Minnesota ‘Driver’s Licenses for All’ signed into law

Story by NBC affiliate KARE 11
Minnesota Governor Tim Walz signs 'Driver's License for All' bill.
Minnesota Governor Tim Walz signs 'Driver's License for All' bill.(KARE 11)
Published: Mar. 7, 2023 at 2:57 PM CST
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ST PAUL, Minn. (KARE11) — For many Minnesotans, a driver’s license is simply a rectangular piece of plastic that gathers dust in a purse or wallet, pulled out only when writing a check, conducting a transaction or during a rare encounter with a law enforcement officer.

The crowd gathered Tuesday morning at the St. Paul Armory will likely tell you a license means more - much more. They cheered wildly as Minnesota Governor Tim Walz signed the Drivers Licenses for All bill into law, a piece of legislation designed to both provide economic opportunity and free undocumented immigrants from the fear they will be forced from the place they call home.

“This broad coalition of folks who call Minnesota home,” Walz said, crediting the lawmakers and citizen leaders who have spent two decades pushing Drivers Licenses for All over daunting hurdles. “Who understand that making good policy and treating each individual with dignity makes all of us safer, and makes our state even stronger.”

House co-sponsor Rep. Aisha Gomez (D-Mpls.) noted that while administrations and lawmakers have changed in the 20 years since then-Gov. Tim Pawlenty instructed the Department of Public Safety to require proof of lawful admission into the U.S. to obtain a driver’s license, those behind the movement have been present, and steadfast.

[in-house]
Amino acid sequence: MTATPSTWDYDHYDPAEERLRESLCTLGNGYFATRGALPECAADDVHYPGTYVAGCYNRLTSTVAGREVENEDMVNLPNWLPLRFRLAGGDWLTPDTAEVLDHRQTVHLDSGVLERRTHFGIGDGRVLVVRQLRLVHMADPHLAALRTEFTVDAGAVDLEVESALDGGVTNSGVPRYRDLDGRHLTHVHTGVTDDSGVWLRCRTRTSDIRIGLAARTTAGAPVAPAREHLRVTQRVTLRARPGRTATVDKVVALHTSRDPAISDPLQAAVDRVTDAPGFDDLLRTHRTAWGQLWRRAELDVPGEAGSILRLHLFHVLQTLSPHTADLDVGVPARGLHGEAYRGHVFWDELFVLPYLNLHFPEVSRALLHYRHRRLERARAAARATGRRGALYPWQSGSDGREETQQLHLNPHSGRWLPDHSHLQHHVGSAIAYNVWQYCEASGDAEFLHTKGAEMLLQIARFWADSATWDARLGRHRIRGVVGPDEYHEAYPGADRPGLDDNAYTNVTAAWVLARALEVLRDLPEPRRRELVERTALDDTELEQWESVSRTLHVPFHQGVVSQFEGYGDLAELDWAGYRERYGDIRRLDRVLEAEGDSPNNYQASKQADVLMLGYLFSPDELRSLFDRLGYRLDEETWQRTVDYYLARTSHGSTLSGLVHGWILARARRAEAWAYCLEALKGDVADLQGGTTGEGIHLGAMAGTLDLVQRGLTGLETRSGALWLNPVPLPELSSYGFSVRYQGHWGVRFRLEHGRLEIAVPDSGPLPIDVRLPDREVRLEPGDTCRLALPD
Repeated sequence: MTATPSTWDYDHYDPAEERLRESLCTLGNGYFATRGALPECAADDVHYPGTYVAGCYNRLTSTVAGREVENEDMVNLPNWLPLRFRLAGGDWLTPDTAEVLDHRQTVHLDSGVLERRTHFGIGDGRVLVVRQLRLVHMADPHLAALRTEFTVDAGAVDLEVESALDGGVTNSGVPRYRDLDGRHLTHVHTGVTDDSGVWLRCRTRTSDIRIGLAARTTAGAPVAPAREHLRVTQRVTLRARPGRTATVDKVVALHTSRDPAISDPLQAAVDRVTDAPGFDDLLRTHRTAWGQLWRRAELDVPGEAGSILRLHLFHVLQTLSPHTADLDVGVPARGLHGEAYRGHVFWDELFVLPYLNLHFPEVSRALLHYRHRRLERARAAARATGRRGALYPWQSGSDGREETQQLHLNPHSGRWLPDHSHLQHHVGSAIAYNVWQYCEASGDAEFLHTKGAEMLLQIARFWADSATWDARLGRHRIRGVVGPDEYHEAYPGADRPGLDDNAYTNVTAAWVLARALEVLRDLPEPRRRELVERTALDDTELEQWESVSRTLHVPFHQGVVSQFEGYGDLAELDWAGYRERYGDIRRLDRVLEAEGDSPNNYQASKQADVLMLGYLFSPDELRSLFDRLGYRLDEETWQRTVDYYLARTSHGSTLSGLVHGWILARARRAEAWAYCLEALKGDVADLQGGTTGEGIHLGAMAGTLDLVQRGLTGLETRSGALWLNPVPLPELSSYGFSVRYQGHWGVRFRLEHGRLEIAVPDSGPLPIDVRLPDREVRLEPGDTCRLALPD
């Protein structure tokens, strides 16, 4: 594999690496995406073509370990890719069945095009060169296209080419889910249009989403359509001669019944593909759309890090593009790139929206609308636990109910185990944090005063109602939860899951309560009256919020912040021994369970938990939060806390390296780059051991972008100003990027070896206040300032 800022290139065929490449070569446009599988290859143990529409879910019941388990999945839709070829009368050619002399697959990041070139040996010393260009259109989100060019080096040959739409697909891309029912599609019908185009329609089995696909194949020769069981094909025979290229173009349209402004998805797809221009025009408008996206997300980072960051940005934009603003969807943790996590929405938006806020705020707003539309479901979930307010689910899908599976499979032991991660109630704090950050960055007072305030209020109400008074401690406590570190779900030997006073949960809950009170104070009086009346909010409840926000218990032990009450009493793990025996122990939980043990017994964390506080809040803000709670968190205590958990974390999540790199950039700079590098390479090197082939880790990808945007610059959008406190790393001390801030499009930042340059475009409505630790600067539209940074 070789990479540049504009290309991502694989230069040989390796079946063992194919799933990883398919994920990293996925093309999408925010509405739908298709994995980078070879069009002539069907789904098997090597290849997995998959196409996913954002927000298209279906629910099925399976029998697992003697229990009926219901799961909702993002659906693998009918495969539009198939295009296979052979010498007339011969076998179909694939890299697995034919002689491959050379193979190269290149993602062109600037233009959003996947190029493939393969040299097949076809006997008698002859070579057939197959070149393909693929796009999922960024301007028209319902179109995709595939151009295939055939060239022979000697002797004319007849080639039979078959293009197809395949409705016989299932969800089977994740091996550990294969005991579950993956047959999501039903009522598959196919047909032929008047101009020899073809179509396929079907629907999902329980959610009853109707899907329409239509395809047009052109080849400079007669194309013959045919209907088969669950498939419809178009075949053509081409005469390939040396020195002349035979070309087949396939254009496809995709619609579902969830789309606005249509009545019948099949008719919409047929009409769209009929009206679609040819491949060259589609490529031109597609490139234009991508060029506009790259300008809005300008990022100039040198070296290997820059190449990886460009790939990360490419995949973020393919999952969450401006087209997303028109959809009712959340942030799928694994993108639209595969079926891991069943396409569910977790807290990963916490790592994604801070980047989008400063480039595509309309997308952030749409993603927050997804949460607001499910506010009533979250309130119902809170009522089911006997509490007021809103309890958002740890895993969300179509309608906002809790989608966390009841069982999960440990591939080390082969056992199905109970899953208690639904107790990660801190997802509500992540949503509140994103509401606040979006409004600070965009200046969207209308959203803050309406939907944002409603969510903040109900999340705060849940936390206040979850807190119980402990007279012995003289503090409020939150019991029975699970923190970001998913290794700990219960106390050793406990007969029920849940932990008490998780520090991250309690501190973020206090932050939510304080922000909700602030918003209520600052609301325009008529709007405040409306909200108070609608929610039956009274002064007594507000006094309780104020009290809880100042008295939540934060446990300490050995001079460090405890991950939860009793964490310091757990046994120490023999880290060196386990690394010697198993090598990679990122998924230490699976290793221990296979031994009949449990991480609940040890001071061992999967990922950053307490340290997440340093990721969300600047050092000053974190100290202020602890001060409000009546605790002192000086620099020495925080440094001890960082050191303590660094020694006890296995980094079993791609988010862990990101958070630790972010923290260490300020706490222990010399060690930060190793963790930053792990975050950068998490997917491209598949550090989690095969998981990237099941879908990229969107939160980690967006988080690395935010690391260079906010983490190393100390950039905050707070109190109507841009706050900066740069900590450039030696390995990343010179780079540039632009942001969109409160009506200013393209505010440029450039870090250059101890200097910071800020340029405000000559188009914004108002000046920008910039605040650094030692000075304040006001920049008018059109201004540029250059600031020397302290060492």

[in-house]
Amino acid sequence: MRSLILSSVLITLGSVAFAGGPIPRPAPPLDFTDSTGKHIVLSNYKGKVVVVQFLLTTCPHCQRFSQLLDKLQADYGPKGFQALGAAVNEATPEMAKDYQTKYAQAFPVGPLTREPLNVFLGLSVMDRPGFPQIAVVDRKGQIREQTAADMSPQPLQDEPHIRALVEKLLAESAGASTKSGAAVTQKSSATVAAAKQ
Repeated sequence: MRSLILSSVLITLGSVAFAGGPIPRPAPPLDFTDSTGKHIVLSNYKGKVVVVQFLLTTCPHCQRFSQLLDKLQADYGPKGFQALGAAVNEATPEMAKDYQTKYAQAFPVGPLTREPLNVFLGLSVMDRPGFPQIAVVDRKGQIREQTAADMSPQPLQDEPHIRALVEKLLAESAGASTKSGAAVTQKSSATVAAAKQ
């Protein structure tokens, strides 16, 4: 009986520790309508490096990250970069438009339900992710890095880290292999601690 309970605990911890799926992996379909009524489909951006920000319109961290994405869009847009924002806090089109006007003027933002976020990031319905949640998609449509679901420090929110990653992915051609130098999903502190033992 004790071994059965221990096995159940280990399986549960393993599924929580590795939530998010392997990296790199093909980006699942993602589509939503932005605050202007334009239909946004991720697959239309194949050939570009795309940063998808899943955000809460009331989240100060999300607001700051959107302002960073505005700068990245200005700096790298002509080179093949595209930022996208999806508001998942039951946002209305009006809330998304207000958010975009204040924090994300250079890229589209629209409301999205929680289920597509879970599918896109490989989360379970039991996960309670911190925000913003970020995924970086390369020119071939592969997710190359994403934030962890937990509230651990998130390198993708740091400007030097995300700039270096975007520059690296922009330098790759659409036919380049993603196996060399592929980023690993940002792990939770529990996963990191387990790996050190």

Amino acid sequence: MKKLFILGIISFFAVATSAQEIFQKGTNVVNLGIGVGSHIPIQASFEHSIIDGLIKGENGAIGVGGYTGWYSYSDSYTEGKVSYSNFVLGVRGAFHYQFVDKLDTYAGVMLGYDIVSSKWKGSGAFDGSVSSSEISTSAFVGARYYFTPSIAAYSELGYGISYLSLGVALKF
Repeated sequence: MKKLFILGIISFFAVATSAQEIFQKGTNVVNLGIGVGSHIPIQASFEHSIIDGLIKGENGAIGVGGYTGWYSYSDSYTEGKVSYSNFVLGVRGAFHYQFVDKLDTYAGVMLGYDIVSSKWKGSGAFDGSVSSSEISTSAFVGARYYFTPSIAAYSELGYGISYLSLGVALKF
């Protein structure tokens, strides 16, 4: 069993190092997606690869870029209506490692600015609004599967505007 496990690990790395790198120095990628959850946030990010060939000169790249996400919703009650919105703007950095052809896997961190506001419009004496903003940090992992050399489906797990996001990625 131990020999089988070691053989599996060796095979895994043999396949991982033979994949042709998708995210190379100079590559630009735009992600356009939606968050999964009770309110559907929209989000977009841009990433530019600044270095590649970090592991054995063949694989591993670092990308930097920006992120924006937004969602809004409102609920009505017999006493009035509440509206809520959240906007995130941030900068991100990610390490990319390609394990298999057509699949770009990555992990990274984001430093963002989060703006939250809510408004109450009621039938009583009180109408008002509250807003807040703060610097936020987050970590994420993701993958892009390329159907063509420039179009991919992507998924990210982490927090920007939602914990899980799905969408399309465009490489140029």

“What has been here all along is this movement of organized people making demands in solidarity about human dignity and what communities deserve,” Gomez insisted. “This is how change happens in this world.”

Supporters say the ability to obtain a legal driver’s license, beginning Oct. 1, will create more employment opportunities for an estimated 80,000 undocumented Minnesotans, improve road safety and ease fears of deportation during routine interactions with law enforcement and government agencies.

Driver’s licenses are also key to obtaining insurance, housing, and other essentials that require a license.

Walz noted on Tuesday that having a license is especially important for undocumented workers in greater Minnesota, where there is less public transportation structure to get them to jobs and necessary appointments.

Opponents of the measure cited concerns that issuing driver’s licenses to undocumented residents will lead to illegal voting, but Walz scoffed at that assertion, insisting there is not one case in the last 20 years of a driver’s license being used to engage in voter fraud.

So far 18 other states, Washington D.C. and Puerto Rico grant licenses to undocumented residents, something Minnesota did before 2003.

Story by NBC affiliate KARE 11.